I remember the Culver. I think I saw one movie that I can remember there—Who’s been sleeping in my bed with carol burnett. Not sure of the year but it had to be around 1963-64? Anyhow I recall walking home to Cortelyou Rd. & E 5th and feeling like I walked miles. Funny the way we remember things.
Well alot to comment on here. First off I’m shocked the murals disappeared. They were beautiful. I looked forward to seeing one in particular, when the theatre would finally be restored. This is an outrage. Who is getting in there? Where is the security? Or who has the keys? I do agree the locals have no interest in something they weren’t a part of in years past. They would, I’m sure be supportive once the place is up and running and had events of interest. But to get them on board with a restoration – forget it. I also agree that if people come back for Nathan’s and Junior’s they would come to the Kings. Again it’s MARKETING MARKETING MARKETING. I’d come back. If you get big names-people will come. Look at the Beacon. Off the beaten path but people come. I love the idea of a museum and maybe a club but a club may be too much. The possibilities are endless and if you keep an open mind-the theater can be booked solid and definitely turn a profit. I do see gentrification on Cortelyou Road so thats promising on many levels. Also yes it was pointed out that other venues had volunteers. I think for the Kings to be a go, it has to have effort on many levels both financially and all else. I’m sure people would volunteer. So with perhaps money coming in from govt, donations, and maybe a white knight that could amount to alot. And with work being done with perhaps contractors who care (need a good contract here and good references) and volunteers; and with events that cover lots of areas such ad recitals, graduations, perhaps weddings, shows, movies, concerts, etc. then it can work. My question is why does Markowitz seem to run hot and cold on this? I think if the plight was again highlighted in the paper and on tv with perhaps appeals on the air, people may rally. But it cant be a push then die it has to really be an all-fronts attack. As for all the big names that were the history. Weren’t these folks approached and never answered. I guess they just dont care. Where’s Trump. He came in when the Central Park Skating rink was languishing and he got the job done. But then it will Be the Trump Kings but who cares as long as its done and a success. Has anyone tried him? He was big in Bklyn year’s before people really knew who he was. His (father mostly) name was all over projects in Coney Island.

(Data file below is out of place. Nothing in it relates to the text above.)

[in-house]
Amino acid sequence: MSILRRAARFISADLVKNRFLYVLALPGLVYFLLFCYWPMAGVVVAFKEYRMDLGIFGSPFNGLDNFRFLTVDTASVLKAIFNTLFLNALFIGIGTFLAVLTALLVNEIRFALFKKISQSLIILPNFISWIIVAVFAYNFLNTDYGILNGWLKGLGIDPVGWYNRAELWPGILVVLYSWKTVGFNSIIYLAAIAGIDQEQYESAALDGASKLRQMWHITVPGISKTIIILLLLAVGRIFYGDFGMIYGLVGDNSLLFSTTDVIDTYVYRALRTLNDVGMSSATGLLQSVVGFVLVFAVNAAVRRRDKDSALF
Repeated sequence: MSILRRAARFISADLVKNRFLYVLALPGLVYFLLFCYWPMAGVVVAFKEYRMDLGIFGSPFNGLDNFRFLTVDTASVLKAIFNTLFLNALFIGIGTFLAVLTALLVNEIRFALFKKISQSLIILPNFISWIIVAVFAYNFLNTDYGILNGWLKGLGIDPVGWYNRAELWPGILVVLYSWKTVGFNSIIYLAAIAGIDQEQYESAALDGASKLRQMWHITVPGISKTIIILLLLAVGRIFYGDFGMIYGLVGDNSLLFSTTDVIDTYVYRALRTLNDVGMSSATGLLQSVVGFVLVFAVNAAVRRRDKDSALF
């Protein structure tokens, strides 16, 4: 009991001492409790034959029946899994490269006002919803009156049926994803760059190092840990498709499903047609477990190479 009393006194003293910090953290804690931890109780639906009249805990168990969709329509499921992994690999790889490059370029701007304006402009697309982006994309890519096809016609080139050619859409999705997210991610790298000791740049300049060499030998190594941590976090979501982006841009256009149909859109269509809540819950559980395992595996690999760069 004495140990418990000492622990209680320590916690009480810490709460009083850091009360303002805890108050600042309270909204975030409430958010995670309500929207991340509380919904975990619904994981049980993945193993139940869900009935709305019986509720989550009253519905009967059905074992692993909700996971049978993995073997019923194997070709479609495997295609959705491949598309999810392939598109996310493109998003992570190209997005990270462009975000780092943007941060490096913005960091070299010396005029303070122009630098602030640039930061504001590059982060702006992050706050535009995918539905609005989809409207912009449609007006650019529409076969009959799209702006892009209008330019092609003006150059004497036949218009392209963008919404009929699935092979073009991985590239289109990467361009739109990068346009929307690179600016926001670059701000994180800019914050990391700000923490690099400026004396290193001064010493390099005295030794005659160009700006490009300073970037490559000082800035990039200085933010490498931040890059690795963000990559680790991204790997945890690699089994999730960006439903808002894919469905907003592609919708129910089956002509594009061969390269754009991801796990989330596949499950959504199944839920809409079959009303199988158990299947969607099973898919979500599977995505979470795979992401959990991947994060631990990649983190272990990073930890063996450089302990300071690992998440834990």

Wow. I dont know whether to feel better or worse given the above article. I simply dont know why this is so hard to get off the ground. I also didnt know the city was committed to kick in $35K more than I expected. Thats half of the projected cost (but we all know how stuff always runs over budget) and I really dont think corners should be cut with the restoration. So an additional $35k from private investors isnt too much to ask in my book and again I think alot of money can be raised by people like us who would love to kick in some to restore it. It just needs that start and momentum. Was downtown yesterday and saw some demolition going on. I believe its where the Albee theater was. Shame, another one bites the dust. Maybe people are more sympathetic to churches? Who knows.
I agree I think if you build it people will come and it is spectacular. And yes I saw that they even razed the bldg’s next to the theater which can be used for parking besides the lot mentioned behind the theater. I wish I couldve seen inside of it. And again, I think with a combination of public funds, private developer, and donations it can happen. I don’t think Flatbush Avenue is a slum. And I do remember when you couldnt pay anyone to live in Park Slope and now its untouchable for most people to live there. So now is the time to start on the ground floor. I did see alot of movement from Coney Island Avenue towards Flatbush Avenue. Alot of diversity and alot of renovations going on and the prices are escalating. I thing apartments were the ruination of alot of areas. When people own something, they have more inclination to take care of it. Any ETA on how long a restoration would take to complete? Any word on if anyone expressed an interest after the spring tour? When I said local I mean not only ethnic and cultural I mean also continuing graduations as in the past and also perhaps dance school productions and senior events with specials and packages to attract groups. The St. George in SI does that and I tell you people are flocking there and it gets alot of press in the SI paper because a local woman restored it. It is also attracting named headliners.